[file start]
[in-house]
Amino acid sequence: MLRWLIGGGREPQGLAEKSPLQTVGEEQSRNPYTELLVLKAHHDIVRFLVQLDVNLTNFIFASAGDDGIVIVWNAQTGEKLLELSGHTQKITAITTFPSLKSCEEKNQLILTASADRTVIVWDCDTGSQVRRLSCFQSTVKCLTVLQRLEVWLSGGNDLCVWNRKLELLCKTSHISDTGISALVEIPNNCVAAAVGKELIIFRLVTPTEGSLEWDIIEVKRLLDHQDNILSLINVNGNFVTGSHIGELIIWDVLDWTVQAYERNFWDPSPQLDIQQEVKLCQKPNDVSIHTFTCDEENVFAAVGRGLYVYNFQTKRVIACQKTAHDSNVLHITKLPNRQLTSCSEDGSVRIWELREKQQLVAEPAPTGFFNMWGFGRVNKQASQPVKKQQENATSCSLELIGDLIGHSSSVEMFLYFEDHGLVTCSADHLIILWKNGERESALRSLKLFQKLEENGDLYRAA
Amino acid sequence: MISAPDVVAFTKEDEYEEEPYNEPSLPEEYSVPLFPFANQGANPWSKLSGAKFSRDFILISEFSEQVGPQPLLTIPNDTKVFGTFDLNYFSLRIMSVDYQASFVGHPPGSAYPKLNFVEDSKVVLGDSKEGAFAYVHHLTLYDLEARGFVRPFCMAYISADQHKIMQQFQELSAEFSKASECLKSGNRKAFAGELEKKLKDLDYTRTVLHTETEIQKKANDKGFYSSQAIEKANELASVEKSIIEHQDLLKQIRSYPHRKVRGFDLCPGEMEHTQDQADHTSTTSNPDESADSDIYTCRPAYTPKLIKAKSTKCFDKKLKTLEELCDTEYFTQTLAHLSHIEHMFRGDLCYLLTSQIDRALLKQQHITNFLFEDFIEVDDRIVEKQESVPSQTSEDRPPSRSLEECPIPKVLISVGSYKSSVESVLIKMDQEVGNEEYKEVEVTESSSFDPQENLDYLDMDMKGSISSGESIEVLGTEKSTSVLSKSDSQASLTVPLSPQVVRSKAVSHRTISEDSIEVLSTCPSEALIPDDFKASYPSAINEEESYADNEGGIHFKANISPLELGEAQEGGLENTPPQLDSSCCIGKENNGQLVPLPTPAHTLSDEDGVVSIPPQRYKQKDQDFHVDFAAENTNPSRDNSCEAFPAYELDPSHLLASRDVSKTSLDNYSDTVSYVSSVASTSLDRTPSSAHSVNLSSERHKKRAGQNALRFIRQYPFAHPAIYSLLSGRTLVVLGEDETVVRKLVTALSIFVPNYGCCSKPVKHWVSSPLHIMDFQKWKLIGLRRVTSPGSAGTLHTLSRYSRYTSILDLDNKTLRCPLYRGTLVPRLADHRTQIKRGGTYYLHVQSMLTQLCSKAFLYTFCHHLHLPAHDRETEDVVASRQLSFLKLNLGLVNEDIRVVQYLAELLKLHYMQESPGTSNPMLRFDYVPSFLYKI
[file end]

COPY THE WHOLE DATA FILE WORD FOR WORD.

[in-house]
Amino acid sequence: MLRWLIGGGREPQGLAEKSPLQTVGEEQSRNPYTELLVLKAHHDIVRFLVQLDVNLTNFIFASAGDDGIVIVWNAQTGEKLLELSGHTQKITAITTFPSLKSCEEKNQLILTASADRTVIVWDCDTGSQVRRLSCFQSTVKCLTVLQRLEVWLSGGNDLCVWNRKLELLCKTSHISDTGISALVEIPNNCVAAAVGKELIIFRLVTPTEGSLEWDIIEVKRLLDHQDNILSLINVNGNFVTGSHIGELIIWDVLDWTVQAYERNFWDPSPQLDIQQEVKLCQKPNDVSIHTFTCDEENVFAAVGRGLYVYNFQTKRVIACQKTAHDSNVLHITKLPNRQLTSCSEDGSVRIWELREKQQLVAEPAPTGFFNMWGFGRVNKQASQPVKKQQENATSCSLELIGDLIGHSSSVEMFLYFEDHGLVTCSADHLIILWKNGERESALRSLKLFQKLEENGDLYRAA
Amino acid sequence: MISAPDVVAFTKEDEYEEEPYNEPSLPEEYSVPLFPFANQGANPWSKLSGAKFSRDFILISEFSEQVGPQPLLTIPNDTKVFGTFDLNYFSLRIMSVDYQASFVGHPPGSAYPKLNFVEDSKVVLGDSKEGAFAYVHHLTLYDLEARGFVRPFCMAYISADQHKIMQQFQELSAEFSKASECLKSGNRKAFAGELEKKLKDLDYTRTVLHTETEIQKKANDKGFYSSQAIEKANELASVEKSIIEHQDLLKQIRSYPHRKVRGFDLCPGEMEHTQDQADHTSTTSNPDESADSDIYTCRPAYTPKLIKAKSTKCFDKKLKTLEELCDTEYFTQTLAHLSHIEHMFRGDLCYLLTSQIDRALLKQQHITNFLFEDFIEVDDRIVEKQESVPSQTSEDRPPSRSLEECPIPKVLISVGSYKSSVESVLIKMDQEVGNEEYKEVEVTESSSFDPQENLDYLDMDMKGSISSGESIEVLGTEKSTSVLSKSDSQASLTVPLSPQVVRSKAVSHRTISEDSIEVLSTCPSEALIPDDFKASYPSAINEEESYADNEGGIHFKANISPLELGEAQEGGLENTPPQLDSSCCIGKENNGQLVPLPTPAHTLSDEDGVVSIPPQRYKQKDQDFHVDFAAENTNPSRDNSCEAFPAYELDPSHLLASRDVSKTSLDNYSDTVSYVSSVASTSLDRTPSSAHSVNLSSERHKKRAGQNALRFIRQYPFAHPAIYSLLSGRTLVVLGEDETVVRKLVTALSIFVPNYGCCSKPVKHWVSSPLHIMDFQKWKLIGLRRVTSPGSAGTLHTLSRYSRYTSILDLDNKTLRCPLYRGTLVPRLADHRTQIKRGGTYYLHVQSMLTQLCSKAFLYTFCHHLHLPAHDRETEDVVASRQLSFLKLNLGLVNEDIRVVQYLAELLKLHYMQESPGTSNPMLRFDYVPSFLYKI